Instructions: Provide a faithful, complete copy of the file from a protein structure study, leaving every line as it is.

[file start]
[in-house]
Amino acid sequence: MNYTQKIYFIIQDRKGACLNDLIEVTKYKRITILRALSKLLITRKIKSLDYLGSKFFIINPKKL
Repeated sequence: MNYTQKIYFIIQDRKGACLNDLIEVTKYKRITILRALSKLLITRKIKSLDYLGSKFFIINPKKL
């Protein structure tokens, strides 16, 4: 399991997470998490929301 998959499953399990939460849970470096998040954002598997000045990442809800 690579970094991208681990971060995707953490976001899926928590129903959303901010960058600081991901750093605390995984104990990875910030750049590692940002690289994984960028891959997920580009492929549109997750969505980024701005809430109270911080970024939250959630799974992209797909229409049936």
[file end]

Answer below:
[in-house]
Amino acid sequence: MNYTQKIYFIIQDRKGACLNDLIEVTKYKRITILRALSKLLITRKIKSLDYLGSKFFIINPKKL
Repeated sequence: MNYTQKIYFIIQDRKGACLNDLIEVTKYKRITILRALSKLLITRKIKSLDYLGSKFFIINPKKL
């Protein structure tokens, strides 16, 4: 399991997470998490929301 998959499953399990939460849970470096998040954002598997000045990442809800 690579970094991208681990971060995707953490976001899926928590129903959303901010960058600081991901750093605390995984104990990875910030750049590692940002690289994984960028891959997920580009492929549109997750969505980024701005809430109270911080970024939250959630799974992209797909229409049936």